You may have noticed semi-trucks with safety decals on the back of their trucks stating, “If you can’t see my mirrors, I can’t see you,” or “The No Zone,” with blue highlights of unsafe areas around the truck. They are designed to warn you of well-known, possibly deadly areas around their truck that they cannot see. These blind spots can be fatal for whomever is in them and the truck driver as well.
I was driving home one day on a small two-lane road when traffic came to a standstill. Someone disregarded all of the warning signs on the truck and came alongside the truck as it was making a wide right-turn. Not seeing the car in its blind spot, the truck driver proceeded into the turn and the car slammed into the side gas tank, rupturing the tank, leaking diesel onto the street and into the drainage ditch. Thankfully, the diesel did not ignite , but there was still a mess to clean and we had to wait for the hazmat team to soak up all of the fuel. While we all may not drive trucks, we do have our own blind spots.
Do you know where yours are, these areas of our lives that something could be creeping up unexpectedly?
What’s in the blind spot is not always something bad, but it can be. It could be a beautiful view of a mountain range in your side mirror or a motorcyclist, a surprise promotion or a family illness, falling in love or a spousal affair, or one of an infinite number of situations. Why they happen varies from ignorance to distractedness, a busy life, to not knowing what clues to look for, and even literal blindness.
As a child, I had a freak accident where, floating in the middle of a lake on a tractor innertube, my brothers and I, as brothers often do, started wrestling and jumping on top of our tubes. As I came up over the edge of my tube, from under the water, my brother released his grip of the metal stem used to inflate the tube. The tip of the stem struck my eye and, with intense pain, I fell back into the water and struggled to get back to shore, wailing in pain.
Thirty-something years later, during a visit to my doctor’s office, we got on the topic of blind spots. I’d recently noticed that in that same spot where I got hit with the tractor tire stem, I now have a blind spot. I noticed one day as I pointed at something that I saw only the lower half of my finger. The tip of my finger disappeared as if it was stuck in a vortex of time and space. I pulled my hand down a little and I could see the whole thing again. I moved my finger up even further than before and I could see my hand and the tip of my finger, but the base of my finger was gone. It was the oddest thing I have seen.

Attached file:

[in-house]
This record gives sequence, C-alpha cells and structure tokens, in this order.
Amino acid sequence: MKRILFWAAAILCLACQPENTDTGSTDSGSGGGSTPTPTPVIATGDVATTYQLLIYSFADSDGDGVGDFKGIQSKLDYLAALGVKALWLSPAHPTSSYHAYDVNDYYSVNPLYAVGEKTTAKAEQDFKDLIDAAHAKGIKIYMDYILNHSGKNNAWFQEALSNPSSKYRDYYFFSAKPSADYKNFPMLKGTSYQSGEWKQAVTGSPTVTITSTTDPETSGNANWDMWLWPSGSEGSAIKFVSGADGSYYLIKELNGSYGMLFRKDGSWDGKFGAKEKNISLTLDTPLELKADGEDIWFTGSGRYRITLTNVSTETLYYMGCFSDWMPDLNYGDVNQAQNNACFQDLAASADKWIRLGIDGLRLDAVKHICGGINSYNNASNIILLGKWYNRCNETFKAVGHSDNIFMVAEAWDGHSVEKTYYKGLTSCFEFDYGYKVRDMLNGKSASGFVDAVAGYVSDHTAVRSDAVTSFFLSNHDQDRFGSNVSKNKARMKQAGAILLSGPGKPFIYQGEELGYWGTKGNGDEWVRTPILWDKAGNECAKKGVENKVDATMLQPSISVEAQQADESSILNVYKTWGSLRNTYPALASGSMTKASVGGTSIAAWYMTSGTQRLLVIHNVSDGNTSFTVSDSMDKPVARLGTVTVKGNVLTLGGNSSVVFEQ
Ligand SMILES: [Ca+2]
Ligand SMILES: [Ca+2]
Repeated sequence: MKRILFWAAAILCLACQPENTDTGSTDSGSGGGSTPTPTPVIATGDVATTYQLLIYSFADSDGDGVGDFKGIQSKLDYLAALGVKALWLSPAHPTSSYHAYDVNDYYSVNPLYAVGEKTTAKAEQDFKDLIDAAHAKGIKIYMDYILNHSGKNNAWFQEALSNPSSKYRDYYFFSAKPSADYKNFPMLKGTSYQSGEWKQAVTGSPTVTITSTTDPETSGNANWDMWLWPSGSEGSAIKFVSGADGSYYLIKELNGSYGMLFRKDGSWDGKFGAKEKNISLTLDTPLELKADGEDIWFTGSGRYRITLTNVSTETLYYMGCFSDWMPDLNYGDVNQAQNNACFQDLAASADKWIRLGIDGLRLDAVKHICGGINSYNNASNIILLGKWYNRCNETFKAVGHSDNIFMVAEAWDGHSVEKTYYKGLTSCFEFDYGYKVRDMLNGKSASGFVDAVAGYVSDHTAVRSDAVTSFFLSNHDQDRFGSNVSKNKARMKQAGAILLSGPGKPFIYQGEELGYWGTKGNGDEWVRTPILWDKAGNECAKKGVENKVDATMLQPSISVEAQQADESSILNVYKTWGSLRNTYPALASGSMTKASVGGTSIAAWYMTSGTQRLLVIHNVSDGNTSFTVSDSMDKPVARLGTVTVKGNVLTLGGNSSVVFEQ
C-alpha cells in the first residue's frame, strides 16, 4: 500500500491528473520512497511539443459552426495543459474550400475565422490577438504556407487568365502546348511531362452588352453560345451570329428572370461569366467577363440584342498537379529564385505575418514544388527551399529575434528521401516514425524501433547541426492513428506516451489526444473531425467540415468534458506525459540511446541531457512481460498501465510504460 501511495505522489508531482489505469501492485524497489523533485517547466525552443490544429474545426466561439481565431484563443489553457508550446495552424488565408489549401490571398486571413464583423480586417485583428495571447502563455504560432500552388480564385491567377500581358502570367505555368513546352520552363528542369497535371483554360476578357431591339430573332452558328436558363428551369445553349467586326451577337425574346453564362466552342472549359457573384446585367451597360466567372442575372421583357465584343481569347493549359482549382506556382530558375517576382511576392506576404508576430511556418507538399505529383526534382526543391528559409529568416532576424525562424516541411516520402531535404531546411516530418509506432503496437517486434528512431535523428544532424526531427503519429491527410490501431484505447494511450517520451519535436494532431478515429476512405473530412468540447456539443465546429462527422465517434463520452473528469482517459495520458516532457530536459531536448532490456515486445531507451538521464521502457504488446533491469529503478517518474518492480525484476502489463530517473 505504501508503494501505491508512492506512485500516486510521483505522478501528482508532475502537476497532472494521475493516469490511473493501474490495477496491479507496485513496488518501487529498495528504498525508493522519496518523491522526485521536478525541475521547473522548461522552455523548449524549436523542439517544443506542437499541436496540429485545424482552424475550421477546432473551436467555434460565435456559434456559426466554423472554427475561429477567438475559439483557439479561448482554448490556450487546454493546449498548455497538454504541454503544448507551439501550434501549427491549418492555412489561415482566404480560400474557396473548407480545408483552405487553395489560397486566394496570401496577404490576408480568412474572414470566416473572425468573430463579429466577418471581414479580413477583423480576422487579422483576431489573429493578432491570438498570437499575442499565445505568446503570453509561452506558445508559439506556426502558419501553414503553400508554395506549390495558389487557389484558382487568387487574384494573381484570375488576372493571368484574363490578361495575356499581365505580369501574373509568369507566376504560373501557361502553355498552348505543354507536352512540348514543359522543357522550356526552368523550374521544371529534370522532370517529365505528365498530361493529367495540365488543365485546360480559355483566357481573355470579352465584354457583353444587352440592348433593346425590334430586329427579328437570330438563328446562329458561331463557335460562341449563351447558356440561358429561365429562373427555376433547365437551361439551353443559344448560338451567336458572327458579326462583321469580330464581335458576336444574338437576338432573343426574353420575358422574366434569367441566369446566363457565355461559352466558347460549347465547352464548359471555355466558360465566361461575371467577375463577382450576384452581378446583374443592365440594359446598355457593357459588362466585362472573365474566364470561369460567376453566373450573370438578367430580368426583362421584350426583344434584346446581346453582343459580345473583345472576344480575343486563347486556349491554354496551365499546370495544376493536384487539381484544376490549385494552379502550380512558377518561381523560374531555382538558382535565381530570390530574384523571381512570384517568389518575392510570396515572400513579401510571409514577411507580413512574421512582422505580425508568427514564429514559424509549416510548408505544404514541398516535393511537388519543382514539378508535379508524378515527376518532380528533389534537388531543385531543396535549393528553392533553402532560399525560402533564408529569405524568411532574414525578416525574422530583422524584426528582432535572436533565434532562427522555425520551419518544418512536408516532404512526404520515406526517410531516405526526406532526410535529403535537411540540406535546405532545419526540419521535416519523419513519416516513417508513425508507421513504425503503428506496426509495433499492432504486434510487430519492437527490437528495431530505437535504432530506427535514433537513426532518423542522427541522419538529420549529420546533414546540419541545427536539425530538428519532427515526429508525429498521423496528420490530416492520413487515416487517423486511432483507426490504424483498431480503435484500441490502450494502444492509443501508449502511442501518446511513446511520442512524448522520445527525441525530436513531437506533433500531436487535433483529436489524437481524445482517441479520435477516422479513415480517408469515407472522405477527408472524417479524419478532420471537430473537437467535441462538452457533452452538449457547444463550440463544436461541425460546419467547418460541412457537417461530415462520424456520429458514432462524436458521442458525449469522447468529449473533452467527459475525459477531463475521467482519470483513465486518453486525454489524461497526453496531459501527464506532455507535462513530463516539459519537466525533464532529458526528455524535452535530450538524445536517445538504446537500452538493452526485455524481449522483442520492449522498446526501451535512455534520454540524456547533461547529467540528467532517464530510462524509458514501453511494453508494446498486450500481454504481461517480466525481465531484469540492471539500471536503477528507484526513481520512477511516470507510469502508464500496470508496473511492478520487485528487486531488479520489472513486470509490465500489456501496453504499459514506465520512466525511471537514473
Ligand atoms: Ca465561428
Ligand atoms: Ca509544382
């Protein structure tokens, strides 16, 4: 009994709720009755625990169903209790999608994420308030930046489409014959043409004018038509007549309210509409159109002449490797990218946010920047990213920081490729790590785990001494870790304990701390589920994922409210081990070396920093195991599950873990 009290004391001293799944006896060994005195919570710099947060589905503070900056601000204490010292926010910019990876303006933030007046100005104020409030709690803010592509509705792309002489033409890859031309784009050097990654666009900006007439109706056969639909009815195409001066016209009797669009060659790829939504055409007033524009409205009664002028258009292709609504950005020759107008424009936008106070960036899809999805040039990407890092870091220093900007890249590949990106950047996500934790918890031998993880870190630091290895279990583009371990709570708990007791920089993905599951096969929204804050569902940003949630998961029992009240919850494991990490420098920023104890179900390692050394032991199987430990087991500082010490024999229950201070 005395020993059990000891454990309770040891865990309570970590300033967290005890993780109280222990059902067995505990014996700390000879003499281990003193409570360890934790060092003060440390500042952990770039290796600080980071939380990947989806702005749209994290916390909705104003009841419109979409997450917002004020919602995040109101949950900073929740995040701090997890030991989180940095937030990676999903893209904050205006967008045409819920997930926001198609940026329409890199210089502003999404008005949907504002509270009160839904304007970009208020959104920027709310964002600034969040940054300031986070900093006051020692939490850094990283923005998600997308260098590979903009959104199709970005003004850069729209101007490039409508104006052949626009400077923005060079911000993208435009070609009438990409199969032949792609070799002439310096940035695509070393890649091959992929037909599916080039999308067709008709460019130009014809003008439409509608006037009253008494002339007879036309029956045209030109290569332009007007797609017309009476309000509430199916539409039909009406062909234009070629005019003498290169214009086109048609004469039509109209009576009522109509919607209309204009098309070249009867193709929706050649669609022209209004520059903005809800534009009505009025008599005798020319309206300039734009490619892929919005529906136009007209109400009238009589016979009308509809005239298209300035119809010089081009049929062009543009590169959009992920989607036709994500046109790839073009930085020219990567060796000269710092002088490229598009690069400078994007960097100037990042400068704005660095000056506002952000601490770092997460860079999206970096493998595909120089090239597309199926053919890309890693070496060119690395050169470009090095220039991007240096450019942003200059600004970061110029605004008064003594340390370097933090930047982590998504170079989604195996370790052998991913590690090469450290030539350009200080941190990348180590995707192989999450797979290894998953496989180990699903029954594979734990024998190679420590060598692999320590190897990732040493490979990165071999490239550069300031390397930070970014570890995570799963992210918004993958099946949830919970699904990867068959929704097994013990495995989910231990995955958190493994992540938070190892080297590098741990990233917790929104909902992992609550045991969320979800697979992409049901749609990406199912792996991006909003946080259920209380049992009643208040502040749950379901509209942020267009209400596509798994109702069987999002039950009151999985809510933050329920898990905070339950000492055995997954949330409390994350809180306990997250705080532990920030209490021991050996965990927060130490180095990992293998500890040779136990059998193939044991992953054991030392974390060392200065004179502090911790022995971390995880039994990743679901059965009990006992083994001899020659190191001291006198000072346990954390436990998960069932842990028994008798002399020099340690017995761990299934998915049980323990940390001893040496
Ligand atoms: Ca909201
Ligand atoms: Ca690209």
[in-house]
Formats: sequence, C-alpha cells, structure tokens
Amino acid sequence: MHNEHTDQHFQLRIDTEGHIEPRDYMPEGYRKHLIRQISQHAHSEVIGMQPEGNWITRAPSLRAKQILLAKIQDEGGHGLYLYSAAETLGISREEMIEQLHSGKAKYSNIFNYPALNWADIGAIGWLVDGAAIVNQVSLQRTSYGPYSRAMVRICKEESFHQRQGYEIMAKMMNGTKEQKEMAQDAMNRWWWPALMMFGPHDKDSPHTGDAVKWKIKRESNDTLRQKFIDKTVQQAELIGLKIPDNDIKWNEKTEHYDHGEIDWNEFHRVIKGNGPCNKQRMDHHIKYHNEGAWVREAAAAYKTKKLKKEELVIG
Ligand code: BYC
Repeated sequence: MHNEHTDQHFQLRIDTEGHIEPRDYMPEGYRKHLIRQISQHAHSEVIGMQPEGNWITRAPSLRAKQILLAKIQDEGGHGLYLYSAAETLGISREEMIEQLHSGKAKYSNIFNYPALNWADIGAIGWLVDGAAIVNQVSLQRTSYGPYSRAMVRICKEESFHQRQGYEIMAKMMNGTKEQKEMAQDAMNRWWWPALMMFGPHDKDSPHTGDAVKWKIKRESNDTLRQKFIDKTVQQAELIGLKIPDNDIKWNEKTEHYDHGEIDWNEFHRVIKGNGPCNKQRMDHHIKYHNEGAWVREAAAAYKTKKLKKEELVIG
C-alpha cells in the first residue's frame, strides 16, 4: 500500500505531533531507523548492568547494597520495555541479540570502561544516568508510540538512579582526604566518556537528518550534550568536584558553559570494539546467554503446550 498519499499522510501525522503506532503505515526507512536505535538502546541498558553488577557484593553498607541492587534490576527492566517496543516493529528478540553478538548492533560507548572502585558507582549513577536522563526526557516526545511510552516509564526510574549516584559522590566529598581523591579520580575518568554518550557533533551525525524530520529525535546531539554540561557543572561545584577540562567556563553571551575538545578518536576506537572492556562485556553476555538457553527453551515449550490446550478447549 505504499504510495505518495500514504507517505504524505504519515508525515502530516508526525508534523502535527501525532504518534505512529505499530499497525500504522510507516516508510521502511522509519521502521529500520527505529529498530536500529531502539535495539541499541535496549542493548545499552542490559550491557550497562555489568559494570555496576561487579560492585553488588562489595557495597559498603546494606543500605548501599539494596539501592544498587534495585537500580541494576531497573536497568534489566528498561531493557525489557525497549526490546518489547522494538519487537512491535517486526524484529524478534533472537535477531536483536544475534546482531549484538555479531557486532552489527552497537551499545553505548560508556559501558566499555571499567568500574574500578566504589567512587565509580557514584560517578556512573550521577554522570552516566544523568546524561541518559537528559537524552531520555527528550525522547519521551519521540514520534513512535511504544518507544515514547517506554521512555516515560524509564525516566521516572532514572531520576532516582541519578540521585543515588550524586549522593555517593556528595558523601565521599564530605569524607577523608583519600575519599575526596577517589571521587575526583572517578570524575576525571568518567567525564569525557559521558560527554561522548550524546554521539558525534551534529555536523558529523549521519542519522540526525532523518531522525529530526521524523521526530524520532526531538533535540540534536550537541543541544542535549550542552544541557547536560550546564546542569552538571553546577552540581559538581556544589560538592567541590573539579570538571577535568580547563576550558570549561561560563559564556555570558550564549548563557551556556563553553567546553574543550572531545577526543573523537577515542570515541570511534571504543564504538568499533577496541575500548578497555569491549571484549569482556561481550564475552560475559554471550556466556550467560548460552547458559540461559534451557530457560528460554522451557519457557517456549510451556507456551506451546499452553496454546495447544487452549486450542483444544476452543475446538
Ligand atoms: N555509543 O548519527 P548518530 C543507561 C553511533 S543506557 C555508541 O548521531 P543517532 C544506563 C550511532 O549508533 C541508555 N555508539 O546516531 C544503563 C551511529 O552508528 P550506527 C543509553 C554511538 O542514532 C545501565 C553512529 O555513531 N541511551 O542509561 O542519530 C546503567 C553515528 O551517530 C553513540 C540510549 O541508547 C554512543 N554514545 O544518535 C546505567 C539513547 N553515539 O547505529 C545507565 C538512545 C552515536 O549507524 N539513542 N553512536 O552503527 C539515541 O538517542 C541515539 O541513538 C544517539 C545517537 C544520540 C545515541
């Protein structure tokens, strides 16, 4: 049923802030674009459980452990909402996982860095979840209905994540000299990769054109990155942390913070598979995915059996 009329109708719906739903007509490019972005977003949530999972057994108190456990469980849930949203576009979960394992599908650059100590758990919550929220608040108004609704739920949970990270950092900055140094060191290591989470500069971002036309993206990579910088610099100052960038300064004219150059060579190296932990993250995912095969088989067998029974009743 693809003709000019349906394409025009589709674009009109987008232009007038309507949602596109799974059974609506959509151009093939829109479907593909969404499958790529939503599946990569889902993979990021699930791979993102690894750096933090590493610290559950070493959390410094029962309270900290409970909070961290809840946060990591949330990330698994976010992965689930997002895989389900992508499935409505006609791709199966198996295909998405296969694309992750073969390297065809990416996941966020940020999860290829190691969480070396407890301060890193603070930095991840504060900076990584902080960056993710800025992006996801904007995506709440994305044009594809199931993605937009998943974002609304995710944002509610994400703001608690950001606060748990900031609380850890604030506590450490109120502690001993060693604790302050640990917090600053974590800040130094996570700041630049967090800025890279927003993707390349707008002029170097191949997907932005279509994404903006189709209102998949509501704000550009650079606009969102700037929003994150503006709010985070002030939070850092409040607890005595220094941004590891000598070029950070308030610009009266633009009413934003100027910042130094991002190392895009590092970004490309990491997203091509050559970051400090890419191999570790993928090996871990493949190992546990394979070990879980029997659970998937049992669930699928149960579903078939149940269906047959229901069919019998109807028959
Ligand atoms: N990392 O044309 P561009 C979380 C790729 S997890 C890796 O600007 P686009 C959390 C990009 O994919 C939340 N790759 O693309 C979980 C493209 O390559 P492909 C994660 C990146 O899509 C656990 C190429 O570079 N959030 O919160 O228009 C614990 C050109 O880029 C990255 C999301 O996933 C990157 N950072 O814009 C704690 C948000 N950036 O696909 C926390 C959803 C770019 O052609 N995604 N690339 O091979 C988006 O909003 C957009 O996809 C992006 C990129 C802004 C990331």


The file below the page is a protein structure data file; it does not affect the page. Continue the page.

Mr. Doctor said it was likely some sort of Charles Bonnet Syndrome, explaining how the human mind will fill in the blanks with random images or samples of the area around the blind spot, because it can’t make sense of the lack of information it is receiving.
In my case, my mind is likely filling in the void created by the injury to my eye, blending the surrounding area over the blind spot. It’s not a big portion of my vision, however it’s enough to make me conscious. My awareness of it allows for me to look around to ensure that my mind is not playing tricks on me.
The same principle applies to our spiritual lives. Many of us have been hurt or injured by someone or something in our lives. Our mind’s defense mechanisms put a wall around that pain so it isn’t injured anymore and so the pain will subside. We eventually become numb to it and just start looking past it. God didn’t want it to be this way though. We were created to bring everything to Him, to be able to see things from His point of view.
The belief that the hurt is too great to address and there is no hope of it stopping is often a symptom of the real issue, a belief that God doesn’t hear, doesn’t care, or isn’t there. Could it be that we just can’t see Him because we have become blind to His presence? What if our minds are just playing tricks on us, covering up His existence and all that He has done for us?
Psalm 147:3 says that God “…heals the brokenhearted and binds up their wounds.” What if God is inside the walls of that pain waiting for you to peek in and allow Him to heal your broken heart and bind up that wound? What if that blind spot is just where we need to look for healing?
Jesus left the disciples, but He did not leave them alone, nor are you alone.
“All this I have spoken while still with you. But the Advocate, the Holy Spirit, whom the Father will send in my name, will teach you all things and will remind you of everything I have said to you. Peace I leave with you; my peace I give you. I do not give to you as the world gives. Do not let your hearts be troubled and do not be afraid.” – John 14:25-27
What is the Holy Spirit saying to you?